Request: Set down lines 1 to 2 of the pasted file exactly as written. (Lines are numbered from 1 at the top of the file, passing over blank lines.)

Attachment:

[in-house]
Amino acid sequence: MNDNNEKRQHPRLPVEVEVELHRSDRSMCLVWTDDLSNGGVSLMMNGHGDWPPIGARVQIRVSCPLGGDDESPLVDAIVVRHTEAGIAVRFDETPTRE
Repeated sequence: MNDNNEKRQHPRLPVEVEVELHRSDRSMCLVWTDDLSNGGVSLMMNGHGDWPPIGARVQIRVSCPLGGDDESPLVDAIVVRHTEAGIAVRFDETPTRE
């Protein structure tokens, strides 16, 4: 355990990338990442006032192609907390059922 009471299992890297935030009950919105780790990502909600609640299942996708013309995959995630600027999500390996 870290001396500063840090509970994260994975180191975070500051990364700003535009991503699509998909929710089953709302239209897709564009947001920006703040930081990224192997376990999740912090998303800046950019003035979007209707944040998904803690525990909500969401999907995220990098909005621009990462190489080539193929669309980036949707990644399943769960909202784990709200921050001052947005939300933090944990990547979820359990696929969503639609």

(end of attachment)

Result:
[in-house]
Amino acid sequence: MNDNNEKRQHPRLPVEVEVELHRSDRSMCLVWTDDLSNGGVSLMMNGHGDWPPIGARVQIRVSCPLGGDDESPLVDAIVVRHTEAGIAVRFDETPTRE